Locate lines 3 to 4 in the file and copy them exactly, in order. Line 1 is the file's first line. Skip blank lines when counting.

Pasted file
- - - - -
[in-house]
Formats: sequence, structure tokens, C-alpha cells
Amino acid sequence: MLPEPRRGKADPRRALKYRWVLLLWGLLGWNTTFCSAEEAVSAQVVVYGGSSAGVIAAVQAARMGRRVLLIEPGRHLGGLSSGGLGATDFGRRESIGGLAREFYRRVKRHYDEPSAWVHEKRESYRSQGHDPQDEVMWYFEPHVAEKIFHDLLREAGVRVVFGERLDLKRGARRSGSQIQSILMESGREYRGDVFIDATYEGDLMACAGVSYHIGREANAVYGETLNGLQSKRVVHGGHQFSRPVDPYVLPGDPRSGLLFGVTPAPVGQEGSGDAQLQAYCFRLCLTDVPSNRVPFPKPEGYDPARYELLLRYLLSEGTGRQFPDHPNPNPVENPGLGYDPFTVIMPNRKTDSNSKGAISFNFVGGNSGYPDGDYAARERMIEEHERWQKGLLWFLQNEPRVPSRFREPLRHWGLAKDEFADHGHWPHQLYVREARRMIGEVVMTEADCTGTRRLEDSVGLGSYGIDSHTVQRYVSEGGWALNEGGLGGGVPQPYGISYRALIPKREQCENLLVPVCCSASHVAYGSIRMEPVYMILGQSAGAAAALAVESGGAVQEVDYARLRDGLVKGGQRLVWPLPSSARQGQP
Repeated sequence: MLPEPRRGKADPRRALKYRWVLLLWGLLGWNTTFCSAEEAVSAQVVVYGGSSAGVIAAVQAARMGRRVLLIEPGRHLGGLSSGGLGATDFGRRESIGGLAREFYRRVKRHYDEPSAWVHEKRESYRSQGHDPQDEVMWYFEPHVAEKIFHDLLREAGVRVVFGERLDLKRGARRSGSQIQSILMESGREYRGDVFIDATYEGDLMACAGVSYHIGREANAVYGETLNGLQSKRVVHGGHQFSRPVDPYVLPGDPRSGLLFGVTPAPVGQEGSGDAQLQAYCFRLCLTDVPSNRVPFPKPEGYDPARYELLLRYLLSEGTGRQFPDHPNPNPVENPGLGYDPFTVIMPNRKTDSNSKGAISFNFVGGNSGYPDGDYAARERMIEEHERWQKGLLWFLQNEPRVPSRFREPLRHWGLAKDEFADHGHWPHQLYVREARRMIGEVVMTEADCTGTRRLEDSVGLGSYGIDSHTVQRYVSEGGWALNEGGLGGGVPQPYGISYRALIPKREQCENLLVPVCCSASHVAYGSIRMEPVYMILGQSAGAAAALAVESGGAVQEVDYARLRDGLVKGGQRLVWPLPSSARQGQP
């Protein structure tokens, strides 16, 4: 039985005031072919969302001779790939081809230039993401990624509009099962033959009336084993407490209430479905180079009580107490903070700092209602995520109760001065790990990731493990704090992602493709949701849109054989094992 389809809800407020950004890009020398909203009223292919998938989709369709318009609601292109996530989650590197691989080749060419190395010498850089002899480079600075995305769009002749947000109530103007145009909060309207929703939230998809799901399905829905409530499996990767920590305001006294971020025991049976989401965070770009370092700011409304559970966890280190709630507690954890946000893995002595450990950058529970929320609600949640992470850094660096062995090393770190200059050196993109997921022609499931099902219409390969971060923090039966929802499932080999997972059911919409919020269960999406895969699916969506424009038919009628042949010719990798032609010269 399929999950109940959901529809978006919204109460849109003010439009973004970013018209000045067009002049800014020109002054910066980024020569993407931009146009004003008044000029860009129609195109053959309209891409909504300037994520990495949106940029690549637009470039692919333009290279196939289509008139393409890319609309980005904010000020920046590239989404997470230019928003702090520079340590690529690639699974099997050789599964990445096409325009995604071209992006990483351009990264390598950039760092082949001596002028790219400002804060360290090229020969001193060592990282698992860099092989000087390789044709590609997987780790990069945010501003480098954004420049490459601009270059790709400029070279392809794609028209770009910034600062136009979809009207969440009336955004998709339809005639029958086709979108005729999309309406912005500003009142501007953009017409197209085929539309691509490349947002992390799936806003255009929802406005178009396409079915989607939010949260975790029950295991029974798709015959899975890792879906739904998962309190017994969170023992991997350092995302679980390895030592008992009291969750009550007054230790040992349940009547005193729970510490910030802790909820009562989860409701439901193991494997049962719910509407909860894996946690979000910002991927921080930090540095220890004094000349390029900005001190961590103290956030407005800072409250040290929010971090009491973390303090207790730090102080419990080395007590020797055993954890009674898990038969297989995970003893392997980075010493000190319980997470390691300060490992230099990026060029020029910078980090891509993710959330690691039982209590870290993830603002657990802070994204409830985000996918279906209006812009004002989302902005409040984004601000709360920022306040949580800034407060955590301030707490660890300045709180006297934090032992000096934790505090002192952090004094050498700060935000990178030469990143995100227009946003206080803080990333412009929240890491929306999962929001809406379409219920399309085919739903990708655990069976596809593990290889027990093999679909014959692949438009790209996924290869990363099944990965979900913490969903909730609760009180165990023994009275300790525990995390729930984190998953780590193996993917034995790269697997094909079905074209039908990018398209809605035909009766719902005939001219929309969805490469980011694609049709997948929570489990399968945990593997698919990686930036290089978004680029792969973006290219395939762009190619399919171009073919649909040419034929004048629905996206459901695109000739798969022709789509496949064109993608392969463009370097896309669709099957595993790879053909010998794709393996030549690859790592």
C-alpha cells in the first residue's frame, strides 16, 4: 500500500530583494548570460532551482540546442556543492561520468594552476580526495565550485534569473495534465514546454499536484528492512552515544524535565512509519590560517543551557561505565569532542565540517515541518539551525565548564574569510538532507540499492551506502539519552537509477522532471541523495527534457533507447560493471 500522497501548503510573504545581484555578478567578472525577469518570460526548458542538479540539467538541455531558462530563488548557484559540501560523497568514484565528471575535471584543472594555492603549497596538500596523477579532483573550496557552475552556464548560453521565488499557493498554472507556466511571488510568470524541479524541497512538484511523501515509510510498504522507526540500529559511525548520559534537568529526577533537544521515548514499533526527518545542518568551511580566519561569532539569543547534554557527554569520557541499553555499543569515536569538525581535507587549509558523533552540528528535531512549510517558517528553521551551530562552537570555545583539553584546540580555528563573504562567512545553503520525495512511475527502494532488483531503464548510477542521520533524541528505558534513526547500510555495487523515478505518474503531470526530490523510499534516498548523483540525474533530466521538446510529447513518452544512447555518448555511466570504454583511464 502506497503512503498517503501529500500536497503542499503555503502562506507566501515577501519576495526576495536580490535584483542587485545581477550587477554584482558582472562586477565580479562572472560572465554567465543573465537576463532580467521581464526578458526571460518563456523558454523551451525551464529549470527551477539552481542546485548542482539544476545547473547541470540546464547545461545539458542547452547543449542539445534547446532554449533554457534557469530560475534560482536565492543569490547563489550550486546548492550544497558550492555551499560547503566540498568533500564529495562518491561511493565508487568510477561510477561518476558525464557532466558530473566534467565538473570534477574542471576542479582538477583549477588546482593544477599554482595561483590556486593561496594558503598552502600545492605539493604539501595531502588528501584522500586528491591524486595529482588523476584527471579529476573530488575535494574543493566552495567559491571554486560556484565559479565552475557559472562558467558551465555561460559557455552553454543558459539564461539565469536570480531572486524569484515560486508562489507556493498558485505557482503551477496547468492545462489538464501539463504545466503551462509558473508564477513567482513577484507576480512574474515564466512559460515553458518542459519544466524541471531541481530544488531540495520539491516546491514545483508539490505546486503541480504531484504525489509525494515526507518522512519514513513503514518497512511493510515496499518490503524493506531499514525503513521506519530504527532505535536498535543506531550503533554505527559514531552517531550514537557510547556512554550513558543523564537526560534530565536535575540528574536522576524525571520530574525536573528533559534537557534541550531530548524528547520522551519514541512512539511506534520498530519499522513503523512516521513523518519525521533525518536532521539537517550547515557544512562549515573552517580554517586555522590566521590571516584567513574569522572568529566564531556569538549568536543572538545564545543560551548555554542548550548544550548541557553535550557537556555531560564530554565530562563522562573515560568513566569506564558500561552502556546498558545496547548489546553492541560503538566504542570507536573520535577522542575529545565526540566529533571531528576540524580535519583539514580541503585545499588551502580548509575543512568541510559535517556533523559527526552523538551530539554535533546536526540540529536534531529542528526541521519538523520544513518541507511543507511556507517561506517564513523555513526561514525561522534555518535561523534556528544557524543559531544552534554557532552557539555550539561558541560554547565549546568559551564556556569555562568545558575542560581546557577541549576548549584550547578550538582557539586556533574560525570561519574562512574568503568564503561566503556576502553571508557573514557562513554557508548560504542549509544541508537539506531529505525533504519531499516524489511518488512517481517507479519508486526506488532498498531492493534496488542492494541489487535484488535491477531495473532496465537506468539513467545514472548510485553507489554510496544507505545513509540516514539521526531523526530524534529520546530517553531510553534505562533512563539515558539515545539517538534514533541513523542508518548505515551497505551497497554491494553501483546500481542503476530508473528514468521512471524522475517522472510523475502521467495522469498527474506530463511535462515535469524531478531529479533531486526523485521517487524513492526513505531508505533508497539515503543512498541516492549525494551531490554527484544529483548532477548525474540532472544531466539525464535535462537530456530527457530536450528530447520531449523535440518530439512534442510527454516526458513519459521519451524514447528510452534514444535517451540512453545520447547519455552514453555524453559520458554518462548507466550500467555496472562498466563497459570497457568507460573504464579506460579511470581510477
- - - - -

Amino acid sequence: MLPEPRRGKADPRRALKYRWVLLLWGLLGWNTTFCSAEEAVSAQVVVYGGSSAGVIAAVQAARMGRRVLLIEPGRHLGGLSSGGLGATDFGRRESIGGLAREFYRRVKRHYDEPSAWVHEKRESYRSQGHDPQDEVMWYFEPHVAEKIFHDLLREAGVRVVFGERLDLKRGARRSGSQIQSILMESGREYRGDVFIDATYEGDLMACAGVSYHIGREANAVYGETLNGLQSKRVVHGGHQFSRPVDPYVLPGDPRSGLLFGVTPAPVGQEGSGDAQLQAYCFRLCLTDVPSNRVPFPKPEGYDPARYELLLRYLLSEGTGRQFPDHPNPNPVENPGLGYDPFTVIMPNRKTDSNSKGAISFNFVGGNSGYPDGDYAARERMIEEHERWQKGLLWFLQNEPRVPSRFREPLRHWGLAKDEFADHGHWPHQLYVREARRMIGEVVMTEADCTGTRRLEDSVGLGSYGIDSHTVQRYVSEGGWALNEGGLGGGVPQPYGISYRALIPKREQCENLLVPVCCSASHVAYGSIRMEPVYMILGQSAGAAAALAVESGGAVQEVDYARLRDGLVKGGQRLVWPLPSSARQGQP
Repeated sequence: MLPEPRRGKADPRRALKYRWVLLLWGLLGWNTTFCSAEEAVSAQVVVYGGSSAGVIAAVQAARMGRRVLLIEPGRHLGGLSSGGLGATDFGRRESIGGLAREFYRRVKRHYDEPSAWVHEKRESYRSQGHDPQDEVMWYFEPHVAEKIFHDLLREAGVRVVFGERLDLKRGARRSGSQIQSILMESGREYRGDVFIDATYEGDLMACAGVSYHIGREANAVYGETLNGLQSKRVVHGGHQFSRPVDPYVLPGDPRSGLLFGVTPAPVGQEGSGDAQLQAYCFRLCLTDVPSNRVPFPKPEGYDPARYELLLRYLLSEGTGRQFPDHPNPNPVENPGLGYDPFTVIMPNRKTDSNSKGAISFNFVGGNSGYPDGDYAARERMIEEHERWQKGLLWFLQNEPRVPSRFREPLRHWGLAKDEFADHGHWPHQLYVREARRMIGEVVMTEADCTGTRRLEDSVGLGSYGIDSHTVQRYVSEGGWALNEGGLGGGVPQPYGISYRALIPKREQCENLLVPVCCSASHVAYGSIRMEPVYMILGQSAGAAAALAVESGGAVQEVDYARLRDGLVKGGQRLVWPLPSSARQGQP